Tue, Dec 2, 2014 Terence Fitzpatrick

Business development is a profession and like any profession you adhere to a lifelong learning experience to hone your craft. You do this because you enjoy the journey of discovery and embrace the mission of your customer. BD professionals recognize their power comes from daily effort of doing their homework on client needs and building a compelling business case by harnessing the collective wisdom of their internal SMEs within their company. The BD professionals work long hours at their craft as they see their role as creating “career growth” opportunities for the technical professional staff. That goal sets them apart from personnel who call themselves BD. That’s why they consistently identify areas that are not LPTA. That same mindset drives the BD professionals to guide their company's technical and PM professionals to enhance their skills with BD processes tailored to them. The author unfortunately leaves the impression the best meeting is to ask questions. You earn that right only after you have demonstrated to the audience that you did enough homework prep to prepare for the meeting. This learned behavior will result in robust answers to your questions.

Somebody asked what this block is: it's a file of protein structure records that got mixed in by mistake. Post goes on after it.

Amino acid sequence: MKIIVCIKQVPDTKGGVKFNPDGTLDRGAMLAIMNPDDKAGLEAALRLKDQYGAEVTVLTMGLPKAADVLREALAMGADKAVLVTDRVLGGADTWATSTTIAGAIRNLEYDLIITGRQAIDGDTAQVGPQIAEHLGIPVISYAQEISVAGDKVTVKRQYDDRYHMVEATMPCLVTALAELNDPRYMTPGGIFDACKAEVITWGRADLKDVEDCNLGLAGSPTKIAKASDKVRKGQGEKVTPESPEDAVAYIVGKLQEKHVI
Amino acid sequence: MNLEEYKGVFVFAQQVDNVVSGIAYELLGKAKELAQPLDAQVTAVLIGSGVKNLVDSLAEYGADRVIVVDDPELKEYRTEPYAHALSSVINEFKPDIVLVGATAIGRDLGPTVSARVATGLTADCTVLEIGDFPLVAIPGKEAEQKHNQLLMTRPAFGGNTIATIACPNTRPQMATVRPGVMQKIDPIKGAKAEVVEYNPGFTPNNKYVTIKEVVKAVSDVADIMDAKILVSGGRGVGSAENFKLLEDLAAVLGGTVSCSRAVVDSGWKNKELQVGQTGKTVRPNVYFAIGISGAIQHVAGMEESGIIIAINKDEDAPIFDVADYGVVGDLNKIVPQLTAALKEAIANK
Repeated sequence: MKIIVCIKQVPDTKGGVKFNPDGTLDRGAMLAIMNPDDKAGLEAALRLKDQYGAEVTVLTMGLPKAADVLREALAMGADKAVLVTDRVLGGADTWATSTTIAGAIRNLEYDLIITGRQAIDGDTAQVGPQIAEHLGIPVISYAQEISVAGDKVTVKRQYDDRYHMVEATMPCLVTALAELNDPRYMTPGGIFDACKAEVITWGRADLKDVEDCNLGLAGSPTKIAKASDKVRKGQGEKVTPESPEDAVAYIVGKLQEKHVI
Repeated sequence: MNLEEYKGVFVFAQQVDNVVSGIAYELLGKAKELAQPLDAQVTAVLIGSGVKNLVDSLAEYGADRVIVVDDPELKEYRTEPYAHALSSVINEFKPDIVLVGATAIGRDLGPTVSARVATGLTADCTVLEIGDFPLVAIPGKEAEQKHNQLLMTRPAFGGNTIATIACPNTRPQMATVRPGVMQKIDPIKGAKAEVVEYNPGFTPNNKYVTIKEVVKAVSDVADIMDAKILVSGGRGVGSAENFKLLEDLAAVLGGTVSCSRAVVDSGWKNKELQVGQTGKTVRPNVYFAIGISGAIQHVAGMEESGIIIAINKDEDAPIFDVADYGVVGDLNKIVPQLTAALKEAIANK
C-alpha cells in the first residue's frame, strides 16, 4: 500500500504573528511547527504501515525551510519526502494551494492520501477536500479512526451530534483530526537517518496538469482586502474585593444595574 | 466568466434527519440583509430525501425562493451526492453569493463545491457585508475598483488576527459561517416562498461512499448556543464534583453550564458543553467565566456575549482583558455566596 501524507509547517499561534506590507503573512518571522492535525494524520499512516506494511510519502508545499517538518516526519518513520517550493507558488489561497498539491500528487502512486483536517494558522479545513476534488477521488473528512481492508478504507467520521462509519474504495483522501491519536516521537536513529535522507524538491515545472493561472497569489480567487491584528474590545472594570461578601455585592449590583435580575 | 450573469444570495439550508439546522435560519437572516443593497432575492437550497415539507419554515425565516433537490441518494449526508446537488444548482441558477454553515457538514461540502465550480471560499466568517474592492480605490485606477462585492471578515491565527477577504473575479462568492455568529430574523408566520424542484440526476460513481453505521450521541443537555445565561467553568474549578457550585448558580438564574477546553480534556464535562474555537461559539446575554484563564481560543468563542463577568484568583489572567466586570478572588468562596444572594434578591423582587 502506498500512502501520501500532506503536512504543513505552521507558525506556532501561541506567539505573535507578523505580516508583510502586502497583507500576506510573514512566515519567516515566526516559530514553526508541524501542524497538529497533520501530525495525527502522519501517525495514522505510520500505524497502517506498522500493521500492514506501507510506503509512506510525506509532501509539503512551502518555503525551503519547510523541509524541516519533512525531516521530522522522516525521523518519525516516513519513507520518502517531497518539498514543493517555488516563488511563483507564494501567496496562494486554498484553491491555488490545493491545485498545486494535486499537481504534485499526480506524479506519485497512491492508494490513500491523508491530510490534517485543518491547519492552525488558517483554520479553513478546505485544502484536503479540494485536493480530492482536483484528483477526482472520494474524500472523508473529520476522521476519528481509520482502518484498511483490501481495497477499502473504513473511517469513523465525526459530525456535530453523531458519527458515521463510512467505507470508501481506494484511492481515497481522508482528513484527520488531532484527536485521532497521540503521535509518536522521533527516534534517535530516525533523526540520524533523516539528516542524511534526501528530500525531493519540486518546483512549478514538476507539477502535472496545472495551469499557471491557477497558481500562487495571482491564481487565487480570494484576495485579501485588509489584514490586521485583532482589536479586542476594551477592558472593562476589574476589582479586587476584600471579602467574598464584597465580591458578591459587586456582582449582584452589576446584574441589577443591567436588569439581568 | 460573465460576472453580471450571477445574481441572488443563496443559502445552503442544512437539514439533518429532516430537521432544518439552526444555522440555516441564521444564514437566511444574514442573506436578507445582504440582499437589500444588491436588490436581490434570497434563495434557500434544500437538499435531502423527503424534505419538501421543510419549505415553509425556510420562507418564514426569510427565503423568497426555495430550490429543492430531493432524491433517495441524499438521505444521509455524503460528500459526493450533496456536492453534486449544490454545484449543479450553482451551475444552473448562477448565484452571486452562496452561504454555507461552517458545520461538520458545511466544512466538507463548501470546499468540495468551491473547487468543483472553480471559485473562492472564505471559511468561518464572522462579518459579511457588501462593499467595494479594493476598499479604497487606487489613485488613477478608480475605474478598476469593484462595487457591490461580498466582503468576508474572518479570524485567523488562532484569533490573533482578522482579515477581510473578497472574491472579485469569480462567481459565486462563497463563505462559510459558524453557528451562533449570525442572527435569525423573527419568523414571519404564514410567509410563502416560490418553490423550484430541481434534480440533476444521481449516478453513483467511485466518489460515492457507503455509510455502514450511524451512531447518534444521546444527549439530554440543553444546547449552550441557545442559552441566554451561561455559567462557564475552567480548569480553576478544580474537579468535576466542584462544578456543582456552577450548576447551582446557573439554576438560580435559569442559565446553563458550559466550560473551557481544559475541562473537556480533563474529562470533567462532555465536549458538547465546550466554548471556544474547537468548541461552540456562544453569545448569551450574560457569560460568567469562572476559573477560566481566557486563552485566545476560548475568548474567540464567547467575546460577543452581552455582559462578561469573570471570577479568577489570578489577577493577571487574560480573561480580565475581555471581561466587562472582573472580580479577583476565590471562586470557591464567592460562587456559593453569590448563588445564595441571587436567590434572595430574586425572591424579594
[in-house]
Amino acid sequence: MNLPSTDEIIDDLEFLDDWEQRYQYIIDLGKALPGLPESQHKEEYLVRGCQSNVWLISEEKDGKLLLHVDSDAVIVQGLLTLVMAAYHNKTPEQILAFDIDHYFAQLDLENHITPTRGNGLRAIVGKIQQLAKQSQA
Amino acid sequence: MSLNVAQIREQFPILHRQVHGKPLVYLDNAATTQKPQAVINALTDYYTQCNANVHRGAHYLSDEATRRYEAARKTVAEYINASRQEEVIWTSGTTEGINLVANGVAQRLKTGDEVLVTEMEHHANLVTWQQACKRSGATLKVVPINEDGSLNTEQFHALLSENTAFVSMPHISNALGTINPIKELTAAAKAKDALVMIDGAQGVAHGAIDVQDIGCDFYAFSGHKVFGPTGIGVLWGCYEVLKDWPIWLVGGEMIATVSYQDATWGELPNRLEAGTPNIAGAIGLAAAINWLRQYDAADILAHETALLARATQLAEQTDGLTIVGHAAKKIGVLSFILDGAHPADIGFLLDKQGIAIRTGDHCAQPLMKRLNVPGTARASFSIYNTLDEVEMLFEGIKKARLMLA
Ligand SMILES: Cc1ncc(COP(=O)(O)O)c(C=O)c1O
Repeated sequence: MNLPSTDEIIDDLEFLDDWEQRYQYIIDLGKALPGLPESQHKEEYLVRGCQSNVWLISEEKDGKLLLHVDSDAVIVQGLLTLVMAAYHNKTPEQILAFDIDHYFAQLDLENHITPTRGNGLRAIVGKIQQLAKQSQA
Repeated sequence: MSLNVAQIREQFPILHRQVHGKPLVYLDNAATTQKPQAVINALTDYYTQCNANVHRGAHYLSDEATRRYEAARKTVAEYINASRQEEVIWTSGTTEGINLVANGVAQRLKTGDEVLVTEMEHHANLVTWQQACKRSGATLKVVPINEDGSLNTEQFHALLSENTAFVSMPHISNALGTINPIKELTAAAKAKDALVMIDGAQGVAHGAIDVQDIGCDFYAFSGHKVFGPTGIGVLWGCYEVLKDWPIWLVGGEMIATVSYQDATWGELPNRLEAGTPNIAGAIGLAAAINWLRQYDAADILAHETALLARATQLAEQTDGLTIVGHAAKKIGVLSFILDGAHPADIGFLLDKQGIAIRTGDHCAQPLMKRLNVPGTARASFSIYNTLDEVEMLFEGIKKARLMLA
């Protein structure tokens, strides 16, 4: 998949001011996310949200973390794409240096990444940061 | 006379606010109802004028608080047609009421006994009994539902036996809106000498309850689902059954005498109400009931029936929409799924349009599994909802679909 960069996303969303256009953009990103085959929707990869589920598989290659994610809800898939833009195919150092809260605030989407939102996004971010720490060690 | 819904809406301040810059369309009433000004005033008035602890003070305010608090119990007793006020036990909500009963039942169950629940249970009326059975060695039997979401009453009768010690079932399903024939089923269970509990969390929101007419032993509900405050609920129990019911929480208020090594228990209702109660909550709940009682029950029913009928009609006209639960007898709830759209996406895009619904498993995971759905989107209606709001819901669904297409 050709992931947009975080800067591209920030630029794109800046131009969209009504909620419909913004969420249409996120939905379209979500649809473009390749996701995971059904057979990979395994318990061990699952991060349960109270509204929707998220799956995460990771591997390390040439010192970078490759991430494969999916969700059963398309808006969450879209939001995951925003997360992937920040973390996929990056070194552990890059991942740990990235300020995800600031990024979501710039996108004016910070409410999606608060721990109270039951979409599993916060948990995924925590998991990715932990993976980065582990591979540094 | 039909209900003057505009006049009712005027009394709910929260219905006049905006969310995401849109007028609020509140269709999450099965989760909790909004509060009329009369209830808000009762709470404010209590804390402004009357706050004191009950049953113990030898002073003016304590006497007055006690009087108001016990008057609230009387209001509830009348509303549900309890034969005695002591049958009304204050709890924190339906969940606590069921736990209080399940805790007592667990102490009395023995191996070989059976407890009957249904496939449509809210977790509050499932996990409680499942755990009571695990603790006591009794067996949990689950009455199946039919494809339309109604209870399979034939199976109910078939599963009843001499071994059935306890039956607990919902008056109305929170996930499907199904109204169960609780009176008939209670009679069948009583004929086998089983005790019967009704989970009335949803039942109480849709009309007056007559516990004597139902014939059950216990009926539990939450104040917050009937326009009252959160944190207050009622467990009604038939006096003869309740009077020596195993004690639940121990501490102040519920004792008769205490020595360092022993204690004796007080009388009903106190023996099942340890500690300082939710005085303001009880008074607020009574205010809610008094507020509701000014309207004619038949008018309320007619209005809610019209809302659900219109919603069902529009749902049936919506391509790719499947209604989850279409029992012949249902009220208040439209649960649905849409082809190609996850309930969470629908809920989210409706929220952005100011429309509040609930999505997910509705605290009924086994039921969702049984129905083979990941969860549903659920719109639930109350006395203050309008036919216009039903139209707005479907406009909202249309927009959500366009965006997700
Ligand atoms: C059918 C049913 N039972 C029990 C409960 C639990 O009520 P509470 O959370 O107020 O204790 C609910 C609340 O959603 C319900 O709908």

Tue, Dec 2, 2014

Very slick and thoughtful commentary. Think of the BD people you have known. They probably share these characteristics: great dressers, glib, work normal hours (compared to those delivering services to clients), are hard to find when work is large, and try hard to keep the metrics really simple and the credit confined to a chosen few. Those people naturally stand out as hunters or hunter-killers at large firms. As pointed out, many come from the ranks of program mgrs, who rarely bring in jobs, but keep execution moving. One should not look for BD hunters in the ranks of technical experts, admin dweebs, or people who worked in certain quarters of McLean/Tysons.